To introduce evidence, it must be first be authenticated. Authentication of social media posts and information can be complicated as there is no clear evidence that the information was created or written by the individual who owns the social media site.
In State v Smith, the court stated that the “standard for proper authentication of social media evidence was whether sufficient evidence supported finding by reasonable jury that it was what the proponent claimed it to be.” (State v. Smith, 192 So. 3d 836 (La. Ct. App. 4th Cir. 2016). In State v Jones, a witness testified that the Facebook messages being introduced into evidence were sent from the defendant’s Facebook account to hers. The court determined that the witness “explained that she knew the defendant was the author of the messages because no one else knew his Facebook account password and because of the contents of the messages, which aligned with the state of their relationship and what the defendant told her in his motel room on the night of the incident. We find no error or abuse of discretion in the district court’s ruling that the messages were admissible.” State v. Jones, 2015-1931 La. App. 1 Cir. 6/29/16, 2016 WL 3569911 (La. Ct. App. 1st Cir. 2016).
Current jurisprudence supports the authentication of social media messages and posts if they can be properly authenticated. Louisiana Code of Evidence Article 901 lists examples for which authentication can be established. Current jurisprudence has relied heavily on the testimony of individuals able to provide the extrinsic evidence required for such authentication. To properly authenticate, it seems that it is necessary that testimony come from individuals that have an established rapport with the individual. In instances where the witness providing testimony does not have a rapport and has had limited interaction, the court will determine that there is not a sufficient relationship for the witness to know who is writing that information.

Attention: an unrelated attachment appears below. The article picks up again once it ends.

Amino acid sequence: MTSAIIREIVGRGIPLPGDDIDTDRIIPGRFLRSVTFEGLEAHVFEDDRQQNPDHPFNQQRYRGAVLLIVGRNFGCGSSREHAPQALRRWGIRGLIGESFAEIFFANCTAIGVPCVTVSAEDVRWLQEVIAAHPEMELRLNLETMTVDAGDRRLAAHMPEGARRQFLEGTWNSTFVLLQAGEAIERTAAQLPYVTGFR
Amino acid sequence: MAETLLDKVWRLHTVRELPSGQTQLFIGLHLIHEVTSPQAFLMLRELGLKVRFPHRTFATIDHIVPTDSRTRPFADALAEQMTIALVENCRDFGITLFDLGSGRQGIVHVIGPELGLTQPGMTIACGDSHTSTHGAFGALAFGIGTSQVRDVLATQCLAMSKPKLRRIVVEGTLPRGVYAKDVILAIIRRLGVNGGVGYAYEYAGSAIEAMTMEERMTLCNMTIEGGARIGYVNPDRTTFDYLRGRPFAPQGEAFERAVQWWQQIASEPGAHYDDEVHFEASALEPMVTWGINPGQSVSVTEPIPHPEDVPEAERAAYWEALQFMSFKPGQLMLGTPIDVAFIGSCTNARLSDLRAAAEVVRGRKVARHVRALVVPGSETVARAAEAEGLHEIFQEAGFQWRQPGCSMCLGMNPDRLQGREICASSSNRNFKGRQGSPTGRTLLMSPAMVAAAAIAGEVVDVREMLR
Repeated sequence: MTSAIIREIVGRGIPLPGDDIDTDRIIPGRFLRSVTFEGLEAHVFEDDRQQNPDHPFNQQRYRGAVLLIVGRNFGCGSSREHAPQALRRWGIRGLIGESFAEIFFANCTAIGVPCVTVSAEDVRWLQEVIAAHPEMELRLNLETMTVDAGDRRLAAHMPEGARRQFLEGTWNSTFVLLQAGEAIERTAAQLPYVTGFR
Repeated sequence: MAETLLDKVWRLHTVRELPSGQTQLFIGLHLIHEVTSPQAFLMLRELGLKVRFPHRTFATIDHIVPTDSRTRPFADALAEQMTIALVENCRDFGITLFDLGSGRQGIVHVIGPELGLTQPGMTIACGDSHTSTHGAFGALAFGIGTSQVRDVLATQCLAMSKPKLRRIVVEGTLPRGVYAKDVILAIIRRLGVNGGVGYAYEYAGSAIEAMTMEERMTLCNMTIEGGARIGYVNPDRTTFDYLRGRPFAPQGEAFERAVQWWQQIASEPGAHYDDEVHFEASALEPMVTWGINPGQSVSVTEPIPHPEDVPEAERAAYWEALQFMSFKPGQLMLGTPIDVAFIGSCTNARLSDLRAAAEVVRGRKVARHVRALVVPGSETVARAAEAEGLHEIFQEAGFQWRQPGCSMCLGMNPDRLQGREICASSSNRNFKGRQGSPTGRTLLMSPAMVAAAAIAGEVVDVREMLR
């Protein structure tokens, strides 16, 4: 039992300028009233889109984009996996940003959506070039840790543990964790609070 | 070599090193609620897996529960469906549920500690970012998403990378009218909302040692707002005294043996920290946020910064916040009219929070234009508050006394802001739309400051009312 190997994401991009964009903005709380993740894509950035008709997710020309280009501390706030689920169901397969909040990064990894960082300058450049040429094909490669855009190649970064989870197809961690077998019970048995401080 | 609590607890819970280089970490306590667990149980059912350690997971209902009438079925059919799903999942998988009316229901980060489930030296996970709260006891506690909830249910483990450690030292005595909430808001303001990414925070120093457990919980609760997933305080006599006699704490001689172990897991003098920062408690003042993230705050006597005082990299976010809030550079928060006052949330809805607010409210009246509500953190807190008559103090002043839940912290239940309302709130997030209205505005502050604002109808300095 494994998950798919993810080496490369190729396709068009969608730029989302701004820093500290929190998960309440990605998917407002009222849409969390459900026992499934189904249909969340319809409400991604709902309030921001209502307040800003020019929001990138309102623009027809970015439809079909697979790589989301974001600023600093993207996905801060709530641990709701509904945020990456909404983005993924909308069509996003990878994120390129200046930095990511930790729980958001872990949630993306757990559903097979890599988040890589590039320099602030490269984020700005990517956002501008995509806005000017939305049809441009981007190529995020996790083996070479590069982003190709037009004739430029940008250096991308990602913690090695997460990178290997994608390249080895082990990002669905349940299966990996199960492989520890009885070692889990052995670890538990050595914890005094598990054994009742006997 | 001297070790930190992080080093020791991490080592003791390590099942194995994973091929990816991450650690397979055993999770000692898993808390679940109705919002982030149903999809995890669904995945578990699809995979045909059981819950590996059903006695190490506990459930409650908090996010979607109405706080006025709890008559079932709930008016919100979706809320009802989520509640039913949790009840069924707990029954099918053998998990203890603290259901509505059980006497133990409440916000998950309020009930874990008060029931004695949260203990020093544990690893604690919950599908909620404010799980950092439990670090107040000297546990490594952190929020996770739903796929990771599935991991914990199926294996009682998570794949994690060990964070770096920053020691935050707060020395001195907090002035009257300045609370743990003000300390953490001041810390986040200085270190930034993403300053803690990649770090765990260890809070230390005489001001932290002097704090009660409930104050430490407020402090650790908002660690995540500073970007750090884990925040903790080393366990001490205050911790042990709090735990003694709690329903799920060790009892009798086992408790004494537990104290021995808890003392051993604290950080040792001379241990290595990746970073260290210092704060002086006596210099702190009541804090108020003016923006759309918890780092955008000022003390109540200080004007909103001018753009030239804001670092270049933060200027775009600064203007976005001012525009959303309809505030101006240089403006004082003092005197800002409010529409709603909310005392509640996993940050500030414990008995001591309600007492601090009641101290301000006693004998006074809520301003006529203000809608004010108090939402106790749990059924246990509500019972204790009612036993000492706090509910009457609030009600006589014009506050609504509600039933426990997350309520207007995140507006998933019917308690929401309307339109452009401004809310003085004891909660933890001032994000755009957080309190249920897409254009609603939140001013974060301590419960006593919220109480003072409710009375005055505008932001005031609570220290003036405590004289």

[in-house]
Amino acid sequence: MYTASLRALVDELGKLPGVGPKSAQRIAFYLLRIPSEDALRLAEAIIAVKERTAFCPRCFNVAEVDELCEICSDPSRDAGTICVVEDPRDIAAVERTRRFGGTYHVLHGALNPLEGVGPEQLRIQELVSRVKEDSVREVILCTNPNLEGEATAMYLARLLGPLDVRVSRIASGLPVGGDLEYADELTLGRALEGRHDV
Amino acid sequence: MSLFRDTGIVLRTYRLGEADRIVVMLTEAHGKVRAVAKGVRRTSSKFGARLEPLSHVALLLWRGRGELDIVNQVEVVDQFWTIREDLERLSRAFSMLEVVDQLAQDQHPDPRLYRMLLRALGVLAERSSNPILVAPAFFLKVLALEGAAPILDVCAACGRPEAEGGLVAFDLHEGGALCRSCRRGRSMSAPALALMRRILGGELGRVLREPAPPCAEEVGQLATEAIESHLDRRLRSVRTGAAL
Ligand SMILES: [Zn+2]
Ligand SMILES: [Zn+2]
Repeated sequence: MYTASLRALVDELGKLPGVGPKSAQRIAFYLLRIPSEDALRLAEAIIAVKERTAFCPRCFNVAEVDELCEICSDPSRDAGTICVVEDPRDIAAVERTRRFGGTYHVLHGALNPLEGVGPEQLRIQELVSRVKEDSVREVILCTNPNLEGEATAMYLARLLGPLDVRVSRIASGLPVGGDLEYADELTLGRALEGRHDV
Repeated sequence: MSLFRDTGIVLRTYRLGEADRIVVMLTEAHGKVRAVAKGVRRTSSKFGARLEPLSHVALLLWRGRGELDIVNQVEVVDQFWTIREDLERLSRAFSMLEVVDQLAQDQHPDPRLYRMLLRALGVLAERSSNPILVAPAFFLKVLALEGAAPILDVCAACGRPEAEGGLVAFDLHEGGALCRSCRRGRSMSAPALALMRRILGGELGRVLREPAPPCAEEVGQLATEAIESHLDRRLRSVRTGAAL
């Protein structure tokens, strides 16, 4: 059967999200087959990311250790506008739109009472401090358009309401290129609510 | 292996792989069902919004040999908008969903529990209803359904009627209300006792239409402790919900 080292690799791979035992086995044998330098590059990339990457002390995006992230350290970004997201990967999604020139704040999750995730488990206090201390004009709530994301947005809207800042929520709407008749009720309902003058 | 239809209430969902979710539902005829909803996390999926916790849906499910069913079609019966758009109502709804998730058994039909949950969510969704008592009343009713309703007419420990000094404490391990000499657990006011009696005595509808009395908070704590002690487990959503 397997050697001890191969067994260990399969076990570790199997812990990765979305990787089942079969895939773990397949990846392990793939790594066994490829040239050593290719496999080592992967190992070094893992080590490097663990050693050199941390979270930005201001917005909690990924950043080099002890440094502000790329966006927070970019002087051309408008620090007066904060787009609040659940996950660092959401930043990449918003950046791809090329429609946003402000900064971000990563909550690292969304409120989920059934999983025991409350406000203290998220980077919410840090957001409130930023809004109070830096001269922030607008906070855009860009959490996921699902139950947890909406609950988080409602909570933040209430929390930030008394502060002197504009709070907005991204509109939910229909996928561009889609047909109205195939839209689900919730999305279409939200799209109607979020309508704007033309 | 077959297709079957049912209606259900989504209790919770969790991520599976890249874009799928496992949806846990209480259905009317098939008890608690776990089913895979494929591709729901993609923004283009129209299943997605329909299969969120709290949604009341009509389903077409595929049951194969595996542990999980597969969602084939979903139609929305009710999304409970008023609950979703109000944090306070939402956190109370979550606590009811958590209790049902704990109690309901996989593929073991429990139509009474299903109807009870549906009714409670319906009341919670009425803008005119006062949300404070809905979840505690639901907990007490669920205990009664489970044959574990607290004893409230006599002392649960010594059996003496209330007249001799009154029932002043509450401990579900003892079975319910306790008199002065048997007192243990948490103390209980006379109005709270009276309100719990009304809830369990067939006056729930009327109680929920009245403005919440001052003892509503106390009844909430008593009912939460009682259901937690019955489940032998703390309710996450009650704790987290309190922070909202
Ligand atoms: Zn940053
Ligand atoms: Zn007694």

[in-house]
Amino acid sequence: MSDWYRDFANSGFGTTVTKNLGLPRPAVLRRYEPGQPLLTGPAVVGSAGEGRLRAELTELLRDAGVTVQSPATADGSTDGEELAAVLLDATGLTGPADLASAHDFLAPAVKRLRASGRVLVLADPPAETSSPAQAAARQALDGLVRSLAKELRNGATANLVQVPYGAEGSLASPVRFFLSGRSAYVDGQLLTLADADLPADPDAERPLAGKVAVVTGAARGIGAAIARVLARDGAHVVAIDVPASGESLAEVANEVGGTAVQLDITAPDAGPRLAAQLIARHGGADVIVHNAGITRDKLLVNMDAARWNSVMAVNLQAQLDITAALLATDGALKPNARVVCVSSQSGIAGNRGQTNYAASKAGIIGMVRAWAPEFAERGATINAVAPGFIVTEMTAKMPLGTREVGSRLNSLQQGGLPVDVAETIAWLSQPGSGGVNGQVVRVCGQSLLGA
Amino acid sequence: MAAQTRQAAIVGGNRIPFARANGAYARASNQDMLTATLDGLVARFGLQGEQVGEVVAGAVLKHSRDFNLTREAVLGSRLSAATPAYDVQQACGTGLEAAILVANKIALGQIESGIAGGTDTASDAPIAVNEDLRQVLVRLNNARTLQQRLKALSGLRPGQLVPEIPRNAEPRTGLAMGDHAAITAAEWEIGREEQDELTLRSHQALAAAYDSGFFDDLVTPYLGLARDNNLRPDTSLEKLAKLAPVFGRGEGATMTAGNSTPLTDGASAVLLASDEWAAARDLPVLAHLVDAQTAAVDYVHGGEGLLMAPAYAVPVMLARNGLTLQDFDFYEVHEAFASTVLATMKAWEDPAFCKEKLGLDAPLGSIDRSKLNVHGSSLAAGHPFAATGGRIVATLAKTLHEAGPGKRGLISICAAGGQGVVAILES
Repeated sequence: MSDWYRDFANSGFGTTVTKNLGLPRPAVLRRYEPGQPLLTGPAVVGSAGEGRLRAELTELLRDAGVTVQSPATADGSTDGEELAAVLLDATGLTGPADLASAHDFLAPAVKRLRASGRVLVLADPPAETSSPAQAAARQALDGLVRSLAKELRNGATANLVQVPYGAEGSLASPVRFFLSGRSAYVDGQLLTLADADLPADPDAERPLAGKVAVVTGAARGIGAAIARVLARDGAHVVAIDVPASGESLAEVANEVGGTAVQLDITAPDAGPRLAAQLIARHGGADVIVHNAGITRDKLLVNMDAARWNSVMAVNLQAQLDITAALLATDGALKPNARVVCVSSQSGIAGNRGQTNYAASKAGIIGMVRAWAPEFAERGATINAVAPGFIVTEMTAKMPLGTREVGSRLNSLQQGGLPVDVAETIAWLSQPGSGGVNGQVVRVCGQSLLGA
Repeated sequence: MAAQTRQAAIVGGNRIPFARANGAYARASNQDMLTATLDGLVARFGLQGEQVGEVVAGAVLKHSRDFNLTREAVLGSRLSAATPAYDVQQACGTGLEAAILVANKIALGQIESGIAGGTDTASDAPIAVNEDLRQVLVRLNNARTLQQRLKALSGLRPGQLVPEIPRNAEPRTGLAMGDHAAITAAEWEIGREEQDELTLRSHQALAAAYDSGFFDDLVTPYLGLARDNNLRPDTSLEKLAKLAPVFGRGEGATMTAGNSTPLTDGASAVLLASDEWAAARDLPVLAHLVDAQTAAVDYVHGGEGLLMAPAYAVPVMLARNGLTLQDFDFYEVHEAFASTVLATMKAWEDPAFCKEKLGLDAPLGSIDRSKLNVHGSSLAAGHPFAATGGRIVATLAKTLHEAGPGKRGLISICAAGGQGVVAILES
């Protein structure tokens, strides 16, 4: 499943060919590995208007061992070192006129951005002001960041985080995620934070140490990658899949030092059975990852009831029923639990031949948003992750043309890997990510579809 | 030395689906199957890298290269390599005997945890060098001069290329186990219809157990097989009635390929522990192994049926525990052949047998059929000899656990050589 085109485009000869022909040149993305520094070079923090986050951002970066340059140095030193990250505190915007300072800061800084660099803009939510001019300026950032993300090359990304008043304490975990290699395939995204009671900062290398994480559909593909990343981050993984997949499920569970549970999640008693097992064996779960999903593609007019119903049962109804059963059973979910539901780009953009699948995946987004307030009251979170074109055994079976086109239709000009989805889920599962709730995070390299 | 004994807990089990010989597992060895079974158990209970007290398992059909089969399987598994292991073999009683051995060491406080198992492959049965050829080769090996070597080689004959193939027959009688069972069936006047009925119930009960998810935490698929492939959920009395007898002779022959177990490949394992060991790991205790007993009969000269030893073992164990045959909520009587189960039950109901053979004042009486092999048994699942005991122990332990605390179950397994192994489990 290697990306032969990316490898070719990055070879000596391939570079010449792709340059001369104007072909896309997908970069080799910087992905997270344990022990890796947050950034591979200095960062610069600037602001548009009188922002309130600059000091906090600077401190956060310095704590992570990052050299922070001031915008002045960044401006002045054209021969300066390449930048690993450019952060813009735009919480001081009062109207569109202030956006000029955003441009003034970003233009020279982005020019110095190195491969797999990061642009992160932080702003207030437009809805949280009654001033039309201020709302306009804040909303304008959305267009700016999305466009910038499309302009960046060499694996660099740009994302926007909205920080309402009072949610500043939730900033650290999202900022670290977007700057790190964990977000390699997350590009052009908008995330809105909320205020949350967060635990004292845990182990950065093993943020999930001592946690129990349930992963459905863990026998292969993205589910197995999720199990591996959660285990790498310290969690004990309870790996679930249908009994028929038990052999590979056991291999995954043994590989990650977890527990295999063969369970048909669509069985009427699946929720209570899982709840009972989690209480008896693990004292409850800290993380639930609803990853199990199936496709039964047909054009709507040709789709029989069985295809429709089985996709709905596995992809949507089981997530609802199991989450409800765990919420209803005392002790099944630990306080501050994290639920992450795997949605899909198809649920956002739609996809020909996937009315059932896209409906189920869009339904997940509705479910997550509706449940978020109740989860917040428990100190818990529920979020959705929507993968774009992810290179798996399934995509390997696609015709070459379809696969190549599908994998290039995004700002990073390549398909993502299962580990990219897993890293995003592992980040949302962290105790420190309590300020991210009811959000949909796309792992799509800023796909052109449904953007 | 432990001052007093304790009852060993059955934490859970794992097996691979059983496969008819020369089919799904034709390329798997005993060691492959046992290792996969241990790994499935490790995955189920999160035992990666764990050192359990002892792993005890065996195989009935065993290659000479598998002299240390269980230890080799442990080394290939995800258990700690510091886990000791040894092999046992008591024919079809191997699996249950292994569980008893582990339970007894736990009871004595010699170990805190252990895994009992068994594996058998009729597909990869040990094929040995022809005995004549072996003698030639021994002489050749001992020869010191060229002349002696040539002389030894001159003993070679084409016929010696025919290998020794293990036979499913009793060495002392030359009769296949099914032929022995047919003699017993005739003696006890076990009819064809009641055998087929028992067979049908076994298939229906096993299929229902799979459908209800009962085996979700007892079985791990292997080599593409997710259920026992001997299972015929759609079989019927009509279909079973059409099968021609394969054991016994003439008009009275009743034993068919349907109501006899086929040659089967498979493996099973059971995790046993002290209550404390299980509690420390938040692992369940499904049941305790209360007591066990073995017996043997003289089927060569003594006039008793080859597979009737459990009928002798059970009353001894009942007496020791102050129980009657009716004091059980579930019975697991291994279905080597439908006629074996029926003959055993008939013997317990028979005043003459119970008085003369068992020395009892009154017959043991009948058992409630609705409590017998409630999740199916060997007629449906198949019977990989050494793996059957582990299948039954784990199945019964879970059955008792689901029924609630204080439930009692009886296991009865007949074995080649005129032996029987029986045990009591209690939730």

Admissibility and Hearsay
Louisiana Code of Evidence Article 802 states: “Hearsay is not admissible except as otherwise provided by this Code or other legislation.” Louisiana Code of Evidence Article 801(C) defines hearsay as “a statement, other than one made by the declarant while testifying at the present trial or hearing, offered in evidence to prove the truth of the matter asserted.” Louisiana Code of Evidence Article 801(A) defines a statement as “(1) An oral or written assertion; or (2) Nonverbal conduct of a person, if it is intended by him as an assertion.”
Although social media posts and messages may be considered hearsay, statements that are introduced to show that an utterance occurred or a conversation took place are admissible. In State v Green, where a defendant appealed the admission of screenshots of his Facebook account, the court stated, “the contested evidence was not introduced to show the truth of the communications, but to show that the communications took place. That the communications occurred is a necessary element of the crime of computer-aided solicitation of a minor.” State v. Green, 164 So. 3d 331 (La. Ct. App. 2d Cir. 2015)
Current jurisprudence supports the assertion that, although social media can be inadmissible due to hearsay, it can also be admissible when such evidence is used appropriately. The basis seems to be in not only how the statement is used, but how it is introduced as evidence and what the statement is used to support.
To request a copy of the full conference materials, contact firstname.lastname@example.org
Allen & Gooch is providing this legal update for informational purposes only. This article should not be construed as legal advice or a legal opinion as to any specific facts or circumstances. You should consult your own attorney concerning your particular situation and any specific legal questions you may have.